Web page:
There are $n$ stones distributed in $n$ buckets (initially one stone in each bucket). At each step the content of each bucket is put in a random bucket, chosen independently out of a set of $n$ new empty buckets. Doing this the groups of stones in the differents buckets may merge together.

Now, after $i$ steps we consider the non-empty groups of stones, and I was wondering if there is any information about the (two dimensional) distribution (giving a probability of having at least $\geq b$ buckets with $\geq k$ stones, say), in particular if the problem was studied for big $n$ and big $i$ relative to $n$. Was this model studied before?

The problem arises from simulations of discretized chaotic dynamical systems, where this model (could) provide a comparison model, for long time behaviour and fine discretization.

  • $\begingroup$ "Consequently the stones and up joining and formings groups, that at each step my merge in a smaller number of bigger groups." This sentence has so many typos that I had trouble following. I have an idea what you want to say (add/forming/they), but would you mind correcting it? Also some other things (ofter, ...). $\endgroup$ – bers Jun 16 '16 at 14:25
  • 3
    $\begingroup$ You might have a look at kingman's coalescent. 2 randomly selected buckets are combined at an exponential time rather than the discrete time process you describe. $\endgroup$ – user83457 Jun 16 '16 at 15:48
  • $\begingroup$ sorry I wrote it in a rush... fixing it now. $\endgroup$ – Maurizio Monge Jun 16 '16 at 16:44
  • $\begingroup$ @michael: Thanks a lot for the suggestion of the coalecent, it is very similar to the problem I posed. Still, i am curious to know if it is possible to say something about hte 2-dimensional distribution. $\endgroup$ – Maurizio Monge Jun 16 '16 at 17:42
  • 2
    $\begingroup$ When you say "big $i$ relative to $n$", what do you count as big? I'd guess that with high probability all the stones are in one bucket by $i=n\log(n).$ For $n=10000$ with $n\log{n} \gt 92100$ in $50$ random trials achieved 1 bucket in $5653,7502,7991,\cdots,40322, 46880, 47219$ trials with an average of about $18700.$ For $i$ small the distribution of bucket sizes might be interesting. $\endgroup$ – Aaron Meyerowitz Jun 16 '16 at 23:44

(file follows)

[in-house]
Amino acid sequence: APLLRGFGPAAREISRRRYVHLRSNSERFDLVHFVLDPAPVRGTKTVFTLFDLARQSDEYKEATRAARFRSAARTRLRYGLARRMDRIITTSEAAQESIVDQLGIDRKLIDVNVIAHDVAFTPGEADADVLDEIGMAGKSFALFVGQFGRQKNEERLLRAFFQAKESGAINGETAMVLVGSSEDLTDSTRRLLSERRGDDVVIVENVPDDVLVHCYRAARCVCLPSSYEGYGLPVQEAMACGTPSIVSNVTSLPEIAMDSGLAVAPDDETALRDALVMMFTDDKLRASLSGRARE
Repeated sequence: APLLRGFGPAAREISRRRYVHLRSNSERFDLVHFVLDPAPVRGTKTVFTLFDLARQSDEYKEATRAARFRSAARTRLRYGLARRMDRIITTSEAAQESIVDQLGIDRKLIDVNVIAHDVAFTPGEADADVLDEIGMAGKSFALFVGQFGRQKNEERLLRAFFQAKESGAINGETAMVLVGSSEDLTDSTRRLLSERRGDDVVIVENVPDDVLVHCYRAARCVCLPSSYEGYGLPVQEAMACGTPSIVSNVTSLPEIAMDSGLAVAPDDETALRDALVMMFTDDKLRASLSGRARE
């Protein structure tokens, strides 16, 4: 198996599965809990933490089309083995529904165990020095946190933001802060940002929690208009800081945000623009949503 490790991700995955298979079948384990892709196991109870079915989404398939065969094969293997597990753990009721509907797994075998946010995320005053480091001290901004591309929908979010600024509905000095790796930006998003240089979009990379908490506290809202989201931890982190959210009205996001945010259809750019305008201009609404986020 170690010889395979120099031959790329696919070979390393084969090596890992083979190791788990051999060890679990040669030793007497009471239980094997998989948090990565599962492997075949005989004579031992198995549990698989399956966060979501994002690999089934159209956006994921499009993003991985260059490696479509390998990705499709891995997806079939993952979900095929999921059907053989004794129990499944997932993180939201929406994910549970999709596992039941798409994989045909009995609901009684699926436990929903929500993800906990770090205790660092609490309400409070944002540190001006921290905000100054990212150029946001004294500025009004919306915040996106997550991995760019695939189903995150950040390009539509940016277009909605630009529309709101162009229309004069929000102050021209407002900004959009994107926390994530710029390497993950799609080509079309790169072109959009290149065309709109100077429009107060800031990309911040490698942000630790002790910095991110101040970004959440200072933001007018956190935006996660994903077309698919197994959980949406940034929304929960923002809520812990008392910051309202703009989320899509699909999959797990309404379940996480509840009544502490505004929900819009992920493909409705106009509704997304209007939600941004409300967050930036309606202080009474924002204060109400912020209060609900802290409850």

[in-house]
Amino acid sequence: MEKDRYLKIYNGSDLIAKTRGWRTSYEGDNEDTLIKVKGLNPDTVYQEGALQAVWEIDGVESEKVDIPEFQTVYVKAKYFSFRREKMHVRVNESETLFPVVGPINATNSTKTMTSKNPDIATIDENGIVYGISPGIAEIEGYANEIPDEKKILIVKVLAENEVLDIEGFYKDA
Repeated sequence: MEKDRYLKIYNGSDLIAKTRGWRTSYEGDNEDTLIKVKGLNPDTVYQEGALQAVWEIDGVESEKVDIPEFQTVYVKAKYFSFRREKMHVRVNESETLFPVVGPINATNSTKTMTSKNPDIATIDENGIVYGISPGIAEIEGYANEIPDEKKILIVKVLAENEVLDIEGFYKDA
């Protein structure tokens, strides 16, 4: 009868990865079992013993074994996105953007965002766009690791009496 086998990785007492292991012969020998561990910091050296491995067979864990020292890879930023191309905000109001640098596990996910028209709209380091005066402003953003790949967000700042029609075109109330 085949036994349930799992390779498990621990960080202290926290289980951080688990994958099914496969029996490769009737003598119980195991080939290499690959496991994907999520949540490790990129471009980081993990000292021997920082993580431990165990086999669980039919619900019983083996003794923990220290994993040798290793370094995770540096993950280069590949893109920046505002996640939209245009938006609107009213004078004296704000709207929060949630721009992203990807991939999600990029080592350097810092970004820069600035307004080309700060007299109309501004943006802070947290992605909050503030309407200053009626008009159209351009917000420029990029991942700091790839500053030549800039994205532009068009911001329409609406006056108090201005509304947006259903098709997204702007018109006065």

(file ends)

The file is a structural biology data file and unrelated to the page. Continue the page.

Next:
See A balls-and-colours problem and Another colored balls puzzle although those don't talk about the two-dimensional distribution. These suggest looking at the count of pairs of pebbles in different buckets.

For $a \ne b$ to be sent to different places after $i$ steps, it must be that on each step, their buckets are emptied into different buckets. The probability of that is $\left(\frac{n-1}{n}\right)^i$.

Let the number of pairs of pebbles $a \ne b$ sent to different places after $i$ steps be $P_i$. $E[P_{cn}] ={n \choose 2} \left(\frac{n-1}{n}\right)^{cn} \sim {n \choose 2}e^{-c}$.

If two pebbles are not in the same bucket, then there are at least n-1 pairs of pebbles in different buckets. That means the probability that there are pebbles in different buckets after $cn$ steps is at most $E[P_{cn}]/(n-1) = \frac{n}{2} e^{-c}$. So, by $(1+o(1))n \log n$ steps, the probability that all pebbles are in the same bucket approaches $1$. (The data collected by Aaron Meyerowitz suggests that this might not be sharp.)


Your Answer

By clicking “Post Your Answer”, you agree to our terms of service, privacy policy and cookie policy

Not the answer you're looking for? Browse other questions tagged or ask your own question.